It provides that “…a person shall not be regarded as having been deprived of his life in contravention of this Article if he dies as a result of the use of force to such extent as is reasonably justifiable in the circumstances of the case-
(a) for the defence of any person from violence or for the defence of property;
(b) in order to effect a lawful arrest or to prevent the escape of a person lawfully detained;
(c) for the purpose of suppressing a riot, insurrection, mutiny or if he dies as a result of a lawful act of war; or
(d) in order to prevent the commission by that person of a criminal offence.”
It is extremely important to take note of the constitutionally prescribed derogations to the right to life to assess whether or not the death of Vespers Shimuzhila constituted a violation of human rights or not as prescribed under the Constitution.
6.0 Findings of the Investigation
Some of the salient findings of the HRC investigations were the following:
1. That there was and still remains no proper channel of communication between the Bursaries Committee and the student populace especially on schedule of payment of allowances following the ban of the Student Union by the Hon. Minister of Higher Education, Hon. Prof. Nkandu Luo, MP.
2. That it was true that some students who were protesting the delayed payment of the balance of K2, 000 meal allowance marched to the Great East Road on 4th October 2018 and started throwing burning tyres on the road but were quickly sent back into campus by some vigilant police officers who had been alerted about the protest by the University of Zambia Security Officers. There was no motor vehicle or property reported to have been damaged as a result of the conduct of the protesting students;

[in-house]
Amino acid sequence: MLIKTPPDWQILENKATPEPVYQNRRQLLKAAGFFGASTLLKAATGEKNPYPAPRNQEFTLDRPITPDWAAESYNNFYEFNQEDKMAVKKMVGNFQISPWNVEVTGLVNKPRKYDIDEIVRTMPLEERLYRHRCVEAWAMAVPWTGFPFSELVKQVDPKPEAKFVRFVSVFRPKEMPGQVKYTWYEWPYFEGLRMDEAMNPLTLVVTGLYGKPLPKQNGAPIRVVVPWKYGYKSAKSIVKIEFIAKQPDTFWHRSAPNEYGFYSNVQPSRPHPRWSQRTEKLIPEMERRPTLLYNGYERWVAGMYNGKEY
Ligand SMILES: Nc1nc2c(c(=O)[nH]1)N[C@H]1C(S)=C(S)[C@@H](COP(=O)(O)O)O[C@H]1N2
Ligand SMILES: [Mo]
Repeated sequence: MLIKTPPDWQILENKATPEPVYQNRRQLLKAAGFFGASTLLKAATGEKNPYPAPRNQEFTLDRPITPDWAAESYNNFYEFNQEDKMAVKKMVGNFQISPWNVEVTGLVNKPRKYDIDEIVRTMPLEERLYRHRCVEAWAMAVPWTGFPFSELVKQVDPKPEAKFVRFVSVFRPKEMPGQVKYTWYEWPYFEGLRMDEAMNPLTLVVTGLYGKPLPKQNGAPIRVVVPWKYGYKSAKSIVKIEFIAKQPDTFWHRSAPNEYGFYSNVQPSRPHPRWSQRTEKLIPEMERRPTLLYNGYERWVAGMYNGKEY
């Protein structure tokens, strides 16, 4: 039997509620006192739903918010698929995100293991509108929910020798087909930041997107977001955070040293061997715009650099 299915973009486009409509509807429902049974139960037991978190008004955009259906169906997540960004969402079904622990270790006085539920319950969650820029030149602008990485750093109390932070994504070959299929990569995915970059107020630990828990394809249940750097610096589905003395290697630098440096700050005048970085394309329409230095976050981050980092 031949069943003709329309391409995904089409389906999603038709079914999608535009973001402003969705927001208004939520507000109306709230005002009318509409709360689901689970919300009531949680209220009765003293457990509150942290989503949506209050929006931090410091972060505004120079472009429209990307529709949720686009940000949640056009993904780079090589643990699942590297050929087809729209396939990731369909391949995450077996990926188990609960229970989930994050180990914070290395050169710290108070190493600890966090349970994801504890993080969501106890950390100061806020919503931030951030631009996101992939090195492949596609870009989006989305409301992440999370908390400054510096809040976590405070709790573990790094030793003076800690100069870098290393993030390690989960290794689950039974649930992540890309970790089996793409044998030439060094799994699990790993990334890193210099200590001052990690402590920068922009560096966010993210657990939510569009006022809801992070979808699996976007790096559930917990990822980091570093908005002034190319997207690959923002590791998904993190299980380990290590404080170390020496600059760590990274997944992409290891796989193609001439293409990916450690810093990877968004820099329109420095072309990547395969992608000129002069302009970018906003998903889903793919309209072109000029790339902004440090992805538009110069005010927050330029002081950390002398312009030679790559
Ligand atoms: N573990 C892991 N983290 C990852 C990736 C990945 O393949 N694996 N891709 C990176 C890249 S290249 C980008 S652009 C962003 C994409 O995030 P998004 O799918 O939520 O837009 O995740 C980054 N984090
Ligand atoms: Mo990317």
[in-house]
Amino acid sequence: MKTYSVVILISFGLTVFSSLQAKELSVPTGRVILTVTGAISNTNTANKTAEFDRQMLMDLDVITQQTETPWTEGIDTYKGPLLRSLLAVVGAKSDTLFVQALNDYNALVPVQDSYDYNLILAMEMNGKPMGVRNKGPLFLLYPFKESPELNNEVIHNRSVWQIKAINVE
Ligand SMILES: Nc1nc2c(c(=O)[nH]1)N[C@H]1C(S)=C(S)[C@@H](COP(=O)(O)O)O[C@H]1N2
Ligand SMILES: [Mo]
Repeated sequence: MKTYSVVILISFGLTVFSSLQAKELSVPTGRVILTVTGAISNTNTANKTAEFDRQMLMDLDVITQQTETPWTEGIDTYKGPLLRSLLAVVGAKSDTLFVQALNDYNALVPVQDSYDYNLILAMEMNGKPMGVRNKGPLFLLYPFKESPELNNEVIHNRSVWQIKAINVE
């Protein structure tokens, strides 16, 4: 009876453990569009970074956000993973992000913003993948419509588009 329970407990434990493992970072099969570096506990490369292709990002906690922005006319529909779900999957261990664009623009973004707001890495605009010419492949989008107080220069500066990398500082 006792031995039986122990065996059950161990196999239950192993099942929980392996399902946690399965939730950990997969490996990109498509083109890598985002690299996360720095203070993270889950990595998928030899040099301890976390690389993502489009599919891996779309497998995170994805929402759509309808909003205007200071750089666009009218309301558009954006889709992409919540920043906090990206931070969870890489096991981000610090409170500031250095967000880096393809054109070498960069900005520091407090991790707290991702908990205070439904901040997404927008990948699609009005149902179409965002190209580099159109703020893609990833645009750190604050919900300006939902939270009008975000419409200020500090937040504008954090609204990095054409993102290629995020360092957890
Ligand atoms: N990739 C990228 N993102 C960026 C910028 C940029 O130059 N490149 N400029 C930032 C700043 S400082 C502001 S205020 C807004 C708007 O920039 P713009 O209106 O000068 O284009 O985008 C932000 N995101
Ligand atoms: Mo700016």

3. After the protesting students had been repelled into the Campus, relative calm had returned, particularly after the Vice Chancellor, Professor Luke Evuta Mumba, had addressed the students at night and assured them that their allowances were going to be paid by 8th October 2018. The Government started paying students their balance of meal allowances a day after the protest, on 5th October 2018.
4. The Police were seen driving into UNZA Premises around midnight on 4th October 2018 and officers were seen jumping off a Green Nissan Police Vehicle and two other Land Cruisers, one of them labelled, “Simon Mwansa Kapwepwe Police Station”.
5. According to witnesses, gunshots were heard in UNZA Campus and police officers were seen throwing suspected hand held-grenades and firing tear gas canisters into students’ rooms through windows. A total of six (6) students’ rooms where tear gas canisters were fired into were gutted by fire.
6. The HRC heard that as the fire in October Hostel 2 Room 21 was being quenched by some students, some police officers repeatedly tear gassed the students who were quenching the fire and also rescuing their colleagues that were trapped in the rooms, causing October Hostel 2 Room 3, to also catch fire.
7. October Hostel 2, Room 25, which was occupied by eight (8) female students, was heavily affected by flames and fumes from Room 21 which was on fire. Some of the eight (8) female students escaped by climbing down through the window while the 23 year old Everntyn Choongo, jumped from the room, which is on the third level of the building and suffered multiple fractures, including a broken lower spine. Another student, Trudie Kalimbwe, who was the last to leave room 25 alive, suffered burns on her hands and hair before escaping through the door. Regrettably, Vespers Shimuzhila, could not escape and was found unconscious by fellow students who braved the reported continued tear gassing. She was rushed to UNZA Clinic where she was pronounced as brought in dead and her body was transferred to Levy Mwanawasa Hospital before being transferred to UTH Mortuary.
8. During the morning of Friday 5th October 2018, after the police operation at UNZA, some students and UNZA security personnel went round the campus premises and rooms to assess the damage caused by the police operation during the previous night. A total of 26 spent canister cans, which included 23 long range spent canister cans and three (3) empty hand-held grenades, were found and collected. Spent canister cans were found in all the rooms that caught fire.
9. UNZA Clinical Medical Officers confirmed that a total of 23 students, 15 female and eight (8) male, were treated for varying degree injuries and for inhalation of tear gas during the police operation at UNZA. Of the 23 victims, nine (9) were treated for physical injuries while 14 were treated for inhalation of tear gas.